Japanese beetles, or june bugs, are metallic green with bronze wing covers. The larvae of the beetle, called grubs, are white with a brown head. The adults eat and attack foliage, fruits, and flowers while the grubs eat the roots of your plants.
While we love having our pet rabbit to help with making free fertilizer, wild rabbits can be quite troublesome for your garden. These small mammals like to eat a lot of your greens and can be tricky to manage once they know where the food is. It is important to keep them out of your garden to protect your food!
These mites are extremely small relatives of spiders. They are typically found on the undersides of leaves. An easy way to check for them is to place a sheet of white paper underneath the leaves and gently tap. If you see moving specks on the paper then you have a problem.
Birds can be both a pest and an ally in the garden. Birds help with pest control eating a wide variety of insects including aphids, caterpillars, mosquitos, and spiders. On the downside, they will also steal seeds and eat your tomatoes!
The harlequin bugs, or stink bugs, are primarily black with brightly colored markings in orange, red, or yellow on the wings. It lays its barrel-shaped eggs in clusters. These bugs pierce the plant and suck out the juices, causing them to wilt and turn brown. If left untreated, the plant will eventually die.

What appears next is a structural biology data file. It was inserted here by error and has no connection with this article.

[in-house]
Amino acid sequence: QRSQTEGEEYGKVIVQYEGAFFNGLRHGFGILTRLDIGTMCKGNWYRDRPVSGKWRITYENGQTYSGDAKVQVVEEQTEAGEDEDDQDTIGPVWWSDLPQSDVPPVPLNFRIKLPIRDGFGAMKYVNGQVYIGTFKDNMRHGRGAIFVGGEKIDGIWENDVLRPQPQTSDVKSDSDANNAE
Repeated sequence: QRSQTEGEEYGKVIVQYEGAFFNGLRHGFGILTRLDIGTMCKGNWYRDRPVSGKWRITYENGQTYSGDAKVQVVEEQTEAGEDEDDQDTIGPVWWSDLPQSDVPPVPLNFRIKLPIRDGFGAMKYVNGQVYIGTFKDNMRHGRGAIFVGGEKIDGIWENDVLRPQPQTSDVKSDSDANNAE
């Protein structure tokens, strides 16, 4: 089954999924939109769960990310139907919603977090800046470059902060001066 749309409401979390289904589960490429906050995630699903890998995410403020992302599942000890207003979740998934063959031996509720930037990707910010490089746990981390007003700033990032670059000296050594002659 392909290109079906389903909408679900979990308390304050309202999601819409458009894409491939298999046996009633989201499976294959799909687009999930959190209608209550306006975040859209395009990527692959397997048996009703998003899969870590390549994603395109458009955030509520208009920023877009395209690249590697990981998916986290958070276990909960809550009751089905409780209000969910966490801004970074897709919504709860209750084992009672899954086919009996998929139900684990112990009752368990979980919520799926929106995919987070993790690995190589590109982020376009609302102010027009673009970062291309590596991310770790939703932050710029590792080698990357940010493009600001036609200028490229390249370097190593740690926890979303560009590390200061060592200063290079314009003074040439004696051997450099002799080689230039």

Thrips are tiny straw-colored insects with two pairs of wings. They can damage plants by sucking out their juices causing discoloration and even death!
These slimy creatures will eat just about anything in the garden. Slugs and snails typically will come out during the night time or on cloudy days. They are fairly easy to manage in your garden with these steps!
Squash vine borers are the larvae of a bright orange wasp-like moth that has 2 black and 2 transparent wings. It lays the eggs that are born into larvae inside the stem of the plant. The larvae feed inside the stem near the base of the plant and can kill a plant in a matter of days.
These small rodents can be challenging and can destroy a garden! Voles (Field Mice) are usually first spotted by their ~3-inch holes they make in raised beds. Once you see these, it’s time to get into action before they get out of hand.
Tomato hornworms are huge caterpillars that are green with a spiky tail and orange spots on the abdomen. These giants are monsterous and can destroy a tomato plant in the course of a day, so it is important to catch them fast!